The words we use for each other

Someone invented the term “microaggressions” for the tiny things other people do that make it harder, day by day, to live as yourself. They don’t mean much to the perpetrator but once you’ve experienced¬†20 of them in a day, they sure as heck mean something to you.

A recent study of language and personality on Facebook (HT Eric Crampton) reveals a few gender-related microaggressions to a startling degree. Continue reading

In praise of egalitarian economics

Eric Crampton points to a study that finds male economists exhibit no gender bias in hiring.

Contrary to prevailing assumptions, men and women faculty members from all four fields preferred female applicants 2:1 over identically qualified males with matching lifestyles (single, married, divorced), with the exception of male economists, who showed no gender preference.

The blindness of economics to gender and other differences (race, sexuality, etc) is inspiring.
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“I need to learn to work with people who disrespect me”

The above words came out of my mouth the other night as I was unloading after a particularly stressful day in the office. They were followed by this:

I feel like my need for respect is holding me back. As a woman, it’s inevitable that sometimes I’ll have colleagues who disrespect me. At the moment I get really tense when I don’t feel respected, and I feel like that could be hurting my career. After all, I have to work with these people, and they’ll never respect me anyway. Being assertive to them will just make me seem like a bitch.

Not sure if internalising misogyny or being internalised by misogyny

Auckland DHB seeks to abuse liquor licensing law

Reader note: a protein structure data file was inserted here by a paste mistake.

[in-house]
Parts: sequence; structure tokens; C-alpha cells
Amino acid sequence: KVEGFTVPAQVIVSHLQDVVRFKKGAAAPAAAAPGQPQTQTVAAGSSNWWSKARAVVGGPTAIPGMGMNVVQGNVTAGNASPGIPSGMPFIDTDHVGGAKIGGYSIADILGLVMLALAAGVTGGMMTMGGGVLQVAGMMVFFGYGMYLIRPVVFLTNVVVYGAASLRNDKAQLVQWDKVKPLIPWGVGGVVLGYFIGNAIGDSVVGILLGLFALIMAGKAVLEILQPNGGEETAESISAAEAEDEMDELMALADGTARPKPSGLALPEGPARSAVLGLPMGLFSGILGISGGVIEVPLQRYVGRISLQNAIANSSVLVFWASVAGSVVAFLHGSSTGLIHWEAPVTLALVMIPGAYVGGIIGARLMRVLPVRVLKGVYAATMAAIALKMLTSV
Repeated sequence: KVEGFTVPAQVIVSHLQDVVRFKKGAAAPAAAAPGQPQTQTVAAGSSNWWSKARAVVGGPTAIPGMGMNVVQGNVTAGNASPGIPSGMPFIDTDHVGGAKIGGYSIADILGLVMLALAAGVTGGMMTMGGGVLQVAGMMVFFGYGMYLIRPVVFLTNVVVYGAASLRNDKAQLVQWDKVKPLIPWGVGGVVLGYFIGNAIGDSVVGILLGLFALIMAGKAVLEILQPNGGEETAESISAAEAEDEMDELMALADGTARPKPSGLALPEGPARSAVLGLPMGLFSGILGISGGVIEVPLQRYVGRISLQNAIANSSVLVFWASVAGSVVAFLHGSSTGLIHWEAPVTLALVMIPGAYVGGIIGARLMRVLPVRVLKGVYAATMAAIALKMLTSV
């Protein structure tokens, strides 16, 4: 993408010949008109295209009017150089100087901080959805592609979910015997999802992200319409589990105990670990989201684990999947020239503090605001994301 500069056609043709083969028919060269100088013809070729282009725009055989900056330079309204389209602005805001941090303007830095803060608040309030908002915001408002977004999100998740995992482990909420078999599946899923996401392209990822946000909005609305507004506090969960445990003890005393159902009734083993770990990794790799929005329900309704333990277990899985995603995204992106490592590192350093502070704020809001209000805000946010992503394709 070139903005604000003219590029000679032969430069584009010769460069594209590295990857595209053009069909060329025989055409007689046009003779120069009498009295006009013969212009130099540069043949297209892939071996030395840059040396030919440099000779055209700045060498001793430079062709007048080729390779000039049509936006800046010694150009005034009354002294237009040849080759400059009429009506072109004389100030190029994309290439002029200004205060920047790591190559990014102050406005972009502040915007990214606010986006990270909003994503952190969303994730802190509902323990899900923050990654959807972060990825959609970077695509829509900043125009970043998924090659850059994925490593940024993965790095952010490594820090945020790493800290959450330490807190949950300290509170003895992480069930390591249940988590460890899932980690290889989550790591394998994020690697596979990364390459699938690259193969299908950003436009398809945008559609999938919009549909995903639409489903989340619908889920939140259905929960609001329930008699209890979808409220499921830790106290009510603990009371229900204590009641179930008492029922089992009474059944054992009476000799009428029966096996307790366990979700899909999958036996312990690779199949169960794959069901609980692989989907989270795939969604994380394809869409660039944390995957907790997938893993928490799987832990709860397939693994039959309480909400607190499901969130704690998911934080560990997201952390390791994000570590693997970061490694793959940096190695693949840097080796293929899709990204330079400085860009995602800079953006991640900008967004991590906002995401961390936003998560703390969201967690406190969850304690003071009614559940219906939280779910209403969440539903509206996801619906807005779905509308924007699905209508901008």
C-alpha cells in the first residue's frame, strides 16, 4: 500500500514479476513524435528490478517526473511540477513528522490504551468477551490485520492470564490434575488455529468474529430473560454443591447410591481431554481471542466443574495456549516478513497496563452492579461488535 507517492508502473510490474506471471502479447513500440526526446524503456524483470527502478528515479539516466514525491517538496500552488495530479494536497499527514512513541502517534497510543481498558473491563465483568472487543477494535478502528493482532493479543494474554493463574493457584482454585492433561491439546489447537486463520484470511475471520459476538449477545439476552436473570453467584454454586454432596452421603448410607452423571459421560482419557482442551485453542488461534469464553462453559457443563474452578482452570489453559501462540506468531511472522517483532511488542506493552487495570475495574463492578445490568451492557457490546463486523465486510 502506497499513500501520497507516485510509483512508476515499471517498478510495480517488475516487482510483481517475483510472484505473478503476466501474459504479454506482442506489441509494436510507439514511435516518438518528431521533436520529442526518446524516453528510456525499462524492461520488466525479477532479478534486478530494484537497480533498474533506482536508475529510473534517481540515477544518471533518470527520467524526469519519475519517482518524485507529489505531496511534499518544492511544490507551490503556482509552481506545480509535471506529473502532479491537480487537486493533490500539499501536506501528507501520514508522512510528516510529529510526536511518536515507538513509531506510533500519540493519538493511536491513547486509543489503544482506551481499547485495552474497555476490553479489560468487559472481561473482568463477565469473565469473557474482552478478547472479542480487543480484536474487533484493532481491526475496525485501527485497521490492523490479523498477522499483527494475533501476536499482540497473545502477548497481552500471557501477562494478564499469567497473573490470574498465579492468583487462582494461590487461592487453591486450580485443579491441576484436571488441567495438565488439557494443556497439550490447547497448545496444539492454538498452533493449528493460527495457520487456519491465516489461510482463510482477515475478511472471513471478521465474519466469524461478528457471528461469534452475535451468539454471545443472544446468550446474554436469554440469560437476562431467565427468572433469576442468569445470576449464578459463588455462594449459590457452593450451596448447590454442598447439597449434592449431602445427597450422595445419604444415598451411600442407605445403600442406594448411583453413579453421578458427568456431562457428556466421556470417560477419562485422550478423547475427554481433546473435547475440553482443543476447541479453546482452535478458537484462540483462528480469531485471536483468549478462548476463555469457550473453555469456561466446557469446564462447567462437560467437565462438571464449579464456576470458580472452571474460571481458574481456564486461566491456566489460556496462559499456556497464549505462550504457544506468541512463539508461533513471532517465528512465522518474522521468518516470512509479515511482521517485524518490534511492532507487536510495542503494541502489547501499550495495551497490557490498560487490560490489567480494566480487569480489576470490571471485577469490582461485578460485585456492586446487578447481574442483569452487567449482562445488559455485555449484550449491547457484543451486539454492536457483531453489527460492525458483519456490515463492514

Liquor licensing is a pretty sensible policy. Authorities can manage many of the costs of alcohol use – drunken behaviour on streets, availability to underage drinkers, availability in the community as a whole – by granting or declining licenses on a case-by-case basis. There’s no need for blanket restrictions that will inevitably fail in some key edge cases. Instead, those in charge can just say “sorry, there are enough bars/off-licenses in that block already”.

What liquor licensing is not good for is encouraging individuals to make healthy choices for their families. So why is Birthcare maternity hospital having to fight to renew its liquor license?

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Gender is not a choice

The heartwarming story of the Brisbane parents who posted a classified to announce their trans son’s coming out has been all over social media the past few days.

In the notice, the family says in 1995 they placed an ad to announce the birth of their daughter Elizabeth Anne.

“He informs us that we were mistaken. Oops! Our bad. We would now like to present, our wonderful son – Kai Bogert. Loving you is the easiest thing in the world. Tidy your room,” the notice read.

That’s awesome! What supportive parents. Too bad the media isn’t so supportive. Kai’s decision to share his true gender identity with his family is reported like this (emphasis mine): Continue reading

New victim stats reveal Pakeha privilege

On Friday the Police released the first of their new series of statistics, “Recorded crime victims statistics”. The media release says these are an improvement on the old recorded offences numbers, and¬†aim to “count the victims behind the crimes” in order to “provide new information about victims and a more complete picture of who is affected by crime in New Zealand”. The victims statistics will be complemented by statistics on offenders, to be released next year.

This change in reporting is a positive step towards humanising talk about crime.
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